“I’m simply making the decision today because this is the right time. This is the perfect time. I’ve always said I wanted to leave at No. 1. I’m really happy. I’ve never been this happy. I’m ready to lead my life in a different way.”

Ochoa knew in Asia that the game could no longer make her as happy as it once did. In fact, her colleagues could see the game making her unhappy. They could see little bursts of temper from one of the most good-natured players the game's ever known.

“You could sense she didn’t really want to be there,” Morgan Pressel said of her final round pairing with Ochoa at the HSBC Women’s Champions in Singapore. “She just didn’t look like she was having as much fun as she usually does.”

Ochoa, who said she hopes to expand her family with Andres by having children together, sounded like a woman with no regrets. The frustration in Asia confirmed what she’s been struggling with the last year. She can’t give all of herself to all of the endeavors that mean so much to her. She has the Lorena Ochoa Foundation, based in Mexico and dedicated to youth, education and health causes. She also just launched the Lorena Ochoa Golf Foundation, based in the United States with an aim at bringing the benefits of the game to Latinos and others “under-represented” in the game.

“It was time to make a decision from my heart,” Ochoa said. “I never doubted it. It’s why it was easy. There are so many things I would like to do. I am happy, at peace and 100 percent complete.”
Getty Images

Watch: Tiger throws dart, pours in birdie at 8

By Golf Channel DigitalMarch 18, 2018, 7:31 pm

Starting Sunday five off the lead, Tiger Woods teed off his final round of the Arnold Palmer Invitational with a laced 2-iron and a par at No. 1.

Woods hit the green at the par-3 second but left himself a 50-foot birdie putt and a 6-footer to save par, which we walked in.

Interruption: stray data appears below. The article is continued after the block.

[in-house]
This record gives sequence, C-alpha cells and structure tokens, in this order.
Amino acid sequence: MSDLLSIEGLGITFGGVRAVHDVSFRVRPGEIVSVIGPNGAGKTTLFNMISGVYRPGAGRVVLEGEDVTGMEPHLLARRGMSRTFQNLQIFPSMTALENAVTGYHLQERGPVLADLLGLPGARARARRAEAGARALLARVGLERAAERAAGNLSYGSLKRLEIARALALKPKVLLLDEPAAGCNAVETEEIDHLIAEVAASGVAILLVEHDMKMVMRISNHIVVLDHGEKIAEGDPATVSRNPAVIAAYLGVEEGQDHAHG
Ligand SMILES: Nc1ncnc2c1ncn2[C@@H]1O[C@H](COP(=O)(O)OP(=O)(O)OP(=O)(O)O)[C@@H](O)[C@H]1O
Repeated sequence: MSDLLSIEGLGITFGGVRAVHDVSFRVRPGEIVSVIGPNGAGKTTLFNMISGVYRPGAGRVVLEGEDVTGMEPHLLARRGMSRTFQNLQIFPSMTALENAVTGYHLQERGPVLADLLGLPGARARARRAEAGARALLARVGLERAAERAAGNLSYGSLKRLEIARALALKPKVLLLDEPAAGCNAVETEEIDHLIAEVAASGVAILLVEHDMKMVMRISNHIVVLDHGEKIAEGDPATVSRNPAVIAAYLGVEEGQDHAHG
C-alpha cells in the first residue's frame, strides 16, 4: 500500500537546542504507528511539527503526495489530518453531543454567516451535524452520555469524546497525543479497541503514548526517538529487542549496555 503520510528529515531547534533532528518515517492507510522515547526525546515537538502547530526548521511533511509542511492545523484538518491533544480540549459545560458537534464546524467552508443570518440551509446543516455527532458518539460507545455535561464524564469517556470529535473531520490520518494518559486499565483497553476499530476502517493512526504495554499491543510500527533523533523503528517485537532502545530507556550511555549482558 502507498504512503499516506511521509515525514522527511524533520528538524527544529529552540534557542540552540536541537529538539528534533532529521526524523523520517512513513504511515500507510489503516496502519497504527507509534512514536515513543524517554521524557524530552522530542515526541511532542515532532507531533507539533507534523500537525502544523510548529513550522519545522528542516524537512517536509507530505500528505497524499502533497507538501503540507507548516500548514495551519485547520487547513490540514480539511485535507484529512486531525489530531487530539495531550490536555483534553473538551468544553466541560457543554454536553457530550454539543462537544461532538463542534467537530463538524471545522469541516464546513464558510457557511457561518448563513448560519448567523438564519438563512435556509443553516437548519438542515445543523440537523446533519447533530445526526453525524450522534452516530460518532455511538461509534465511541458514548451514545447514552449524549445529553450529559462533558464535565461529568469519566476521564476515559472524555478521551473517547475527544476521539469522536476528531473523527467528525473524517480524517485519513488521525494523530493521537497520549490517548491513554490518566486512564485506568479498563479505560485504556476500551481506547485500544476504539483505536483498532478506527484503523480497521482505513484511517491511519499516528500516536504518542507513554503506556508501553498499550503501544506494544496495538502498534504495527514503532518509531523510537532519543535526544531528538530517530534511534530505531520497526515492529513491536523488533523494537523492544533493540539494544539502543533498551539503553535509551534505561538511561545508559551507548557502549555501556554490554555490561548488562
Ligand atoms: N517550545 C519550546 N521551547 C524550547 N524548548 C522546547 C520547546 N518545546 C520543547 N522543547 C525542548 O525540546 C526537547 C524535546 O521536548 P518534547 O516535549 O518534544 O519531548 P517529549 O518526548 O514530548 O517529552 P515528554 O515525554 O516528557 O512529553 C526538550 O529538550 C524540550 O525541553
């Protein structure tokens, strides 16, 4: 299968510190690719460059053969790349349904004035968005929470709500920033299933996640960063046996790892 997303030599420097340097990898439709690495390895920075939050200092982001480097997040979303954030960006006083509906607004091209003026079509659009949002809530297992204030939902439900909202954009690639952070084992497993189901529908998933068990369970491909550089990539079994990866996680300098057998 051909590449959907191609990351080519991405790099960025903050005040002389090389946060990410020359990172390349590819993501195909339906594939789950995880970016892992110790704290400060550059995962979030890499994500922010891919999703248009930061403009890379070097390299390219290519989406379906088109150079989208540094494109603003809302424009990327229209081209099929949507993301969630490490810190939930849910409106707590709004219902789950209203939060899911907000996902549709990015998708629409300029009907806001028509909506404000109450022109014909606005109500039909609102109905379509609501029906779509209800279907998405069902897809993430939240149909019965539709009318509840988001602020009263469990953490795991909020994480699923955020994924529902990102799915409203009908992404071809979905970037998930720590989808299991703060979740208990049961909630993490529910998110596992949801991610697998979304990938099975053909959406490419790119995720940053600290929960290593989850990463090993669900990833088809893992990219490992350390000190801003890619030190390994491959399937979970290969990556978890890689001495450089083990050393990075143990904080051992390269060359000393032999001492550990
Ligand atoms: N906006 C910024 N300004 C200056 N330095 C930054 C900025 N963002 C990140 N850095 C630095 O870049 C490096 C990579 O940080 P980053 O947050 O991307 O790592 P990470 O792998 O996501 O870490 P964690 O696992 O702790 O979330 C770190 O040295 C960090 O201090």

A two-putt 4 at the par-5 fourth gave Woods his first birdie of the day and moved him to 8 under for the week. Apparently energized, Tiger pulled driver at the short par-4 fifth and unleashed this violent swing.

A pitch from the thick rough hit a sprinkler head and stopped on the apron, leading to this birdie try, which fortunately hit the pin but unfortunately didn't fall.

Looking to pick up another stroke - or two - at the par-5 sixth, Woods took his drive 317 yards over the water and hit this second shot from 227 yards to 13 feet, leading to another two-putt birdie when his eagle try burned the right edge.

Returning to his trusty 2-iron, Tiger found the fairway at par-4 eighth and then threw this dart from 176 yards to 6 feet and rolled in his third birdie putt of the day to move to 10 under.

(More coming...)

Getty Images

Tiger Tracker: Arnold Palmer Invitational

By Tiger TrackerMarch 18, 2018, 5:00 pm

Tiger Woods will start Sunday five off the lead at the Arnold Palmer Invitational. How will he follow up last week's runner-up? We're tracking him at Bay Hill.

Getty Images

McIlroy: Time for Tour to limit alcohol sales on course

By Ryan LavnerMarch 18, 2018, 1:50 pm

ORLANDO, Fla. – Rory McIlroy suggested Saturday that the PGA Tour might need to consider curbing alcohol sales to stop some of the abusive fan behavior that has become more prevalent at events.

McIlroy said that a fan repeatedly yelled his wife’s name (Erica) during the third round at the Arnold Palmer Invitational.

“I was going to go over and have a chat with him,” McIlroy said. “I think it’s gotten a little much, to be honest. I think they need to limit the alcohol sales on the course, or they need to do something, because every week it seems like guys are complaining about it more and more.

Full-field scores from the Arnold Palmer Invitational